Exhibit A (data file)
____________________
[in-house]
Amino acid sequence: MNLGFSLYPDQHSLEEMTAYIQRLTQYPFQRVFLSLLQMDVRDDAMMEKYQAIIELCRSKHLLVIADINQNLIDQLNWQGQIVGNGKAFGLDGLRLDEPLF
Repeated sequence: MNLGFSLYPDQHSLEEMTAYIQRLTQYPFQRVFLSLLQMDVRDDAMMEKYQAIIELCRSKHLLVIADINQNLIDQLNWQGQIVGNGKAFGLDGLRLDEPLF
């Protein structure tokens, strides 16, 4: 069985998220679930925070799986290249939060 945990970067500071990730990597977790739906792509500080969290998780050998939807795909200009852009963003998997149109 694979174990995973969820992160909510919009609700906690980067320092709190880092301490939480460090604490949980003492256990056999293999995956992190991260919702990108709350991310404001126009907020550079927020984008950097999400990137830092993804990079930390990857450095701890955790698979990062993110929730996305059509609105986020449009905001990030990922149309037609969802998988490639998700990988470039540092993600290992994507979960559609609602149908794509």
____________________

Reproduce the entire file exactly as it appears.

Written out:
[in-house]
Amino acid sequence: MNLGFSLYPDQHSLEEMTAYIQRLTQYPFQRVFLSLLQMDVRDDAMMEKYQAIIELCRSKHLLVIADINQNLIDQLNWQGQIVGNGKAFGLDGLRLDEPLF
Repeated sequence: MNLGFSLYPDQHSLEEMTAYIQRLTQYPFQRVFLSLLQMDVRDDAMMEKYQAIIELCRSKHLLVIADINQNLIDQLNWQGQIVGNGKAFGLDGLRLDEPLF
């Protein structure tokens, strides 16, 4: 069985998220679930925070799986290249939060 945990970067500071990730990597977790739906792509500080969290998780050998939807795909200009852009963003998997149109 694979174990995973969820992160909510919009609700906690980067320092709190880092301490939480460090604490949980003492256990056999293999995956992190991260919702990108709350991310404001126009907020550079927020984008950097999400990137830092993804990079930390990857450095701890955790698979990062993110929730996305059509609105986020449009905001990030990922149309037609969802998988490639998700990988470039540092993600290992994507979960559609609602149908794509």